jeffrey epstein case prison guards indictment

Jeffrey Epstein Case: Prison Guards Indictment

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The Jeffrey Epstein case has been one of the most sensational high profile cases in recent times. This was fueled in no small part by his apparent friendships and close associations with well-known celebrities, academics, politicians, British royalty, and even presidents.

His proximity to power has given rise to speculation about the circumstances surrounding his death, with some alleging foul play as opposed to suicide while awaiting trial on child sex trafficking charges.

empty prison cell

The controversy surrounding the Jeffrey Epstein death centers on the failure of the two prison guards on duty at the time, to ensure that he stayed alive to answer for his alleged crimes. This article dives deep into the role the prison guards played in the financier’s suicide and what the road ahead has in store for them.

The Night of Epstein’s Death

On the night that Jeffrey Epstein committed suicide by hanging, Tova Noel, 31, and Michael Thomas, 41 were the two prison guards on duty. He was on suicide watch after his first attempt at killing himself some two weeks prior when he was found semi-conscious in his cell with injuries on his neck.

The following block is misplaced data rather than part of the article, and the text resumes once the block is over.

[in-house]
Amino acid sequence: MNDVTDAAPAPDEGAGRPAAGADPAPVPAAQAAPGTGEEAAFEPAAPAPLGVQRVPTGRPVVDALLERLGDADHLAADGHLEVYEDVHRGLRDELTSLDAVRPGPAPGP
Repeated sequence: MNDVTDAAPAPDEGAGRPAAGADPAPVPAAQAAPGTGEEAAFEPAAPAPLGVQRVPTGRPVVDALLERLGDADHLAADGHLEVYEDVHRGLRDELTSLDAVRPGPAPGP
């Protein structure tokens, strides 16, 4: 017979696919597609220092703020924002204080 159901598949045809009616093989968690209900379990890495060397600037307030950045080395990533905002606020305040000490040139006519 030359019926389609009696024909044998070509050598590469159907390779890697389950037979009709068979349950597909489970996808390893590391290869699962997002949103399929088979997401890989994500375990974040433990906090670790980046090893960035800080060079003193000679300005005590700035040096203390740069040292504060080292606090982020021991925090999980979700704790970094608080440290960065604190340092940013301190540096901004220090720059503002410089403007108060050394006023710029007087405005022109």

The possibility of this being an assault was ruled out with sources from the prison alluding to the fact that he may have tried to hang himself while another source claims that he may have staged the suicide in an attempt to get transferred to a different facility.

However, it later emerged that he had been taken off suicide watch after a face-to-face evaluation by a doctoral-level psychologist who determined that it was not necessary, as he didn’t exhibit any behavioral symptoms that are characteristic of people who individuals who are at risk of harming themselves.

The Jeffrey Epstein guards allegedly failed to perform safety checks on the accused child trafficker for the eight hours leading up to his death. He was being held with other inmates at a special housing unit at the Metropolitan Correctional Center.